South Korea’s attempt to jump into the space race met with disaster today. A little more than two minutes after takeoff today, the nation’s Naro rocket exploded. It had been carrying a satellite, and South Korea was vying to become the tenth country to put a satellite in orbit with rockets assembled at home.
South Korea has invested more than 500 billion won (400 million dollars) and much national pride in the 140-ton Naro-1. The liquid-fuelled first stage of the rocket was made in Russia, while the second stage was built domestically, as was the satellite [AFP].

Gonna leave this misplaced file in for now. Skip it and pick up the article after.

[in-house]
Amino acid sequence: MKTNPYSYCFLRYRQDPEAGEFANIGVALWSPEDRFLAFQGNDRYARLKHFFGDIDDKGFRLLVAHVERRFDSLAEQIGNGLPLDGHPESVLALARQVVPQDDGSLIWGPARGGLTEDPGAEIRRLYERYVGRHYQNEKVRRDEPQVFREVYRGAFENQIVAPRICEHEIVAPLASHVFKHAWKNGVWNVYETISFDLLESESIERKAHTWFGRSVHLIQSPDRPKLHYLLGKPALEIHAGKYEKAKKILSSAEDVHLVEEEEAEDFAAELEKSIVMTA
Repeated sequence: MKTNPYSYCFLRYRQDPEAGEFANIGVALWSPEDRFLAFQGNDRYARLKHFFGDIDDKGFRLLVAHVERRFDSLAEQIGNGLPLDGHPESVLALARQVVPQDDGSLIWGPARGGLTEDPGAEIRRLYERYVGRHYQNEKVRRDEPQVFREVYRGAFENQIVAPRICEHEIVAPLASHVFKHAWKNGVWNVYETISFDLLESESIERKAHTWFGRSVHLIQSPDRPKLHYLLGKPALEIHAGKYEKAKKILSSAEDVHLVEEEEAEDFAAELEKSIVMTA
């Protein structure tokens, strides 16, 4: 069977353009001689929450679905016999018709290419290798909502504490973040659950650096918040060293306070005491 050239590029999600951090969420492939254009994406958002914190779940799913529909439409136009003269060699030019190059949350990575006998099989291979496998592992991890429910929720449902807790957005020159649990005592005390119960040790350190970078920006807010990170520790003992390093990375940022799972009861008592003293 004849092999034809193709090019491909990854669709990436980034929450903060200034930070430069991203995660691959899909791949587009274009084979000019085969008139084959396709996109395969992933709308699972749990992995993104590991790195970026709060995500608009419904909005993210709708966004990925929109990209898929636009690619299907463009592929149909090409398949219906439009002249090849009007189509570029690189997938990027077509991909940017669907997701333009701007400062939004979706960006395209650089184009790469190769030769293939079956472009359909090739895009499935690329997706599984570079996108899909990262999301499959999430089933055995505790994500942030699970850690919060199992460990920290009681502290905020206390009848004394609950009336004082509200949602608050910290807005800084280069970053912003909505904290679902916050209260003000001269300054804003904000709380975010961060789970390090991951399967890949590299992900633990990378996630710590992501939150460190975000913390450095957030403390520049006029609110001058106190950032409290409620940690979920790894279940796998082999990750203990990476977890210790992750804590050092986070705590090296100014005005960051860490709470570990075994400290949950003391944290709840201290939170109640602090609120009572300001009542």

In Japan, meanwhile, happier news: Last month its space agency, JAXA, launched a batch of new missions into space that included its solar sail project, called Ikaros. Today it unfurled the sail, seen above in the blinding light of the sun.
After separating from Akatsuki [a separate probe going on to Venus], Ikaros began unfolding four panels that, when fully unfurled, should look like a square kite measuring 66 feet (20 meters) along its diagonal. Pictures sent back by a camera mounted on the spacecraft’s hub show the extension of four booms holding the panels, plus the unfurling of sail material. This is the “primary deployment” of the sail. During the secondary stage of deployment, the sail is stretched out to its full extent [MSNBC].